Does Observatory use a single library like Photos or iTunes?

No. An Observatory library is treated as a document. You can create as many different libraries as you wish, and have multiple open at the same time. You can even create temporary libraries which you do not explicitly save to disk, but discard after use.

When importing images into a new library, does Observatory copy all images?

No. Importing only copies the metadata of the images into the library. The library contains links to your images.

Can I rename image files or move them after I have imported them into a library?

Yes. As long as you do not move your files to another disk, you can rename and move them without breaking the links. And even if you do break the link, it is easy to restore it from within Observatory.

If I import the same folder twice, will this result in duplicate images?

No. During importing, Observatory computes an SHA1 hash of each image file and stores it along its metadata. This slows down importing, but ensures that you will never end up with duplicates, even if you rename or move images between imports.

Does Observatory support the images of my camera?

Observatory supports FITS, XISF (PixInsight), SBIG, DNG, NEF, CR2, TIFF, JPG, and many more image formats. It uses the system-level support for RAW images provided by macOS. The list of supported cameras can be found here:


We cannot guarantee that this list is up to date or correct though. If you are concerned whether it will support your files, then please contact us before purchasing Observatory. Please refrain from sending images by email, but share one or more with us using for example Dropbox. We will send you a screenshot if it is supported.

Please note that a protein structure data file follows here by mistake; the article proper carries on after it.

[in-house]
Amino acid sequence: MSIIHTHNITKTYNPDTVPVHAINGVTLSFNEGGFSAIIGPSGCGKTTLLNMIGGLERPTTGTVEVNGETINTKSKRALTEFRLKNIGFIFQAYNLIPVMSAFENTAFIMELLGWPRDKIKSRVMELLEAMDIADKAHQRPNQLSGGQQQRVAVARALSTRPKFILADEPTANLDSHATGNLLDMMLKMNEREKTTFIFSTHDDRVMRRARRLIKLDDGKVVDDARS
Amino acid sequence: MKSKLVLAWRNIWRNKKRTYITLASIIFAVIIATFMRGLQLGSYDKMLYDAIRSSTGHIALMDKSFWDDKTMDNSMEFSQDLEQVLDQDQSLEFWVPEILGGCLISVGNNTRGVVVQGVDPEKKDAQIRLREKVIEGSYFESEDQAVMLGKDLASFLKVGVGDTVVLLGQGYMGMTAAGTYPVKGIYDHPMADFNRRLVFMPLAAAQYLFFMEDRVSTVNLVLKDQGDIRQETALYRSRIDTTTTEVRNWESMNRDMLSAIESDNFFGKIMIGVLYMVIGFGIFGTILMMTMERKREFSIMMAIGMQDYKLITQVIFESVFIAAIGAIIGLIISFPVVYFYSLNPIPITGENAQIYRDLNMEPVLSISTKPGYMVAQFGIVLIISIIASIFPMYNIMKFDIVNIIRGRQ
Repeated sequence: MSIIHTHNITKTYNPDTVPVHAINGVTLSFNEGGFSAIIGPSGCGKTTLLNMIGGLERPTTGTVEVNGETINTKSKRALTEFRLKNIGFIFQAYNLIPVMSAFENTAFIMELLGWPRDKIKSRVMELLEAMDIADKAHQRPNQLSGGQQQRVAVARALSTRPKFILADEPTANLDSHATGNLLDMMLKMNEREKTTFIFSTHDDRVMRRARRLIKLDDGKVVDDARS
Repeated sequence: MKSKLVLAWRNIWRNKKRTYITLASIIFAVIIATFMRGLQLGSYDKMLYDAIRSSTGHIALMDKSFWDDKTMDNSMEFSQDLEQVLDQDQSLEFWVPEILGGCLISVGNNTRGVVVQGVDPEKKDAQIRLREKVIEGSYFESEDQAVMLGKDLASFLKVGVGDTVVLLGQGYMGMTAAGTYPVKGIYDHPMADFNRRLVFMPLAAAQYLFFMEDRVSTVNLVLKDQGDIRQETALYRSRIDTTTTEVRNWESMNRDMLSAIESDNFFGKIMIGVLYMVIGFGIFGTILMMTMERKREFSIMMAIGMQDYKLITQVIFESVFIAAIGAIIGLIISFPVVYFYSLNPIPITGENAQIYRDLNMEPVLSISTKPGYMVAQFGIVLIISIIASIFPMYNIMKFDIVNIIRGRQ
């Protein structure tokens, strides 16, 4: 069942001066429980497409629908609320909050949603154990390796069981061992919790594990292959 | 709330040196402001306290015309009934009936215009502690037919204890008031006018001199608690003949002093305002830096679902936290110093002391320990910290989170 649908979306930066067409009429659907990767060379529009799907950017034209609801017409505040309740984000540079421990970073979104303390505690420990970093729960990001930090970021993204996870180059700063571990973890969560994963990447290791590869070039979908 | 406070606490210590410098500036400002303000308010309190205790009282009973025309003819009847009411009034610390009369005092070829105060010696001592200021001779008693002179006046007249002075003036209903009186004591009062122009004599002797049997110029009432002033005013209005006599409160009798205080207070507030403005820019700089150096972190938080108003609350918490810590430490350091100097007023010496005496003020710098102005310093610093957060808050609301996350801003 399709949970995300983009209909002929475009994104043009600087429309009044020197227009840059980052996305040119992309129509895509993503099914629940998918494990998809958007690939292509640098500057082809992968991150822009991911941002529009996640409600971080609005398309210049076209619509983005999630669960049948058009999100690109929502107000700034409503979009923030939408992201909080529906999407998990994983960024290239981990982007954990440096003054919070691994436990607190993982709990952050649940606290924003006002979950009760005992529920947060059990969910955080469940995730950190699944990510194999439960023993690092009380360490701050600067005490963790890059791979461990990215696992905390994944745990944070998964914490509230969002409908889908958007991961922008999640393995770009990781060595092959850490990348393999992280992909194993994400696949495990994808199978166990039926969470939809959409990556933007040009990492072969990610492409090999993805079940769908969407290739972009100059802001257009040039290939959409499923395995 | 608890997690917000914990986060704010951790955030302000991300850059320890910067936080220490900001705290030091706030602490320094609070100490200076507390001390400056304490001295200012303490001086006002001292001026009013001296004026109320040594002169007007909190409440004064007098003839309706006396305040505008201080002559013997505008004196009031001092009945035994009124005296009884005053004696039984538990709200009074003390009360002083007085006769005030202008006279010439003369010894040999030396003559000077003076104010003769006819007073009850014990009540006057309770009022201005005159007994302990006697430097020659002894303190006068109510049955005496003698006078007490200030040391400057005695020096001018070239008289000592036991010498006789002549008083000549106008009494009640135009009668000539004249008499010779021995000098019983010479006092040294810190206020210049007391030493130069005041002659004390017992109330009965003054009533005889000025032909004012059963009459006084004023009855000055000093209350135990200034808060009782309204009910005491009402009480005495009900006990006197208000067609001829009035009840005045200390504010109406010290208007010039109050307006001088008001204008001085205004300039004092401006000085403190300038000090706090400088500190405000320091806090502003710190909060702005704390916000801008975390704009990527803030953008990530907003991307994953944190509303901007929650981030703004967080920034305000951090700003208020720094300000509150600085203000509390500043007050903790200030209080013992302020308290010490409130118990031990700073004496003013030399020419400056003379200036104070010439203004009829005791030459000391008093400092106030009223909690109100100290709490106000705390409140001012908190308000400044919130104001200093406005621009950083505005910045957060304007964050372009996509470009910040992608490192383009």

What are Observatory’s software and hardware requirements?

Observatory requires OS X 10.11 (El Capitan) or macOS 10.12 (Sierra). A minimum of 4 GB RAM is required, and a SSD is highly recommended.

Observatory internally uses 32 bits floating point for each pixel in each channel. A 16 megapixel grayscale image expands to 64 MB in RAM, and a 16 megapixel RGB image to 192 MB. Observatory’s RAM utilization is not yet fully optimized, and currently it may use a little more than twice that for each image. If an image uses the calibrate adjustment, the calibration frames are loaded into RAM as well, and when stacking, all its images are loaded into RAM. The practical size of a stack is therefore currently limited by the available RAM.

Does Observatory take care of all my image processing needs, including stacking video clips of planets?

No. The primary goals of Observatory are to help you organize your images, make it incredibly easy to obtain images from professional observatories and integrate the image formats used in astronomy with macOS. Observatory is able to calibrate, align and stack images, and make minor adjustments to them. It has not been fully optimized yet, but work is underway to improve this. Observatory is an evolving product, and a lot more is coming.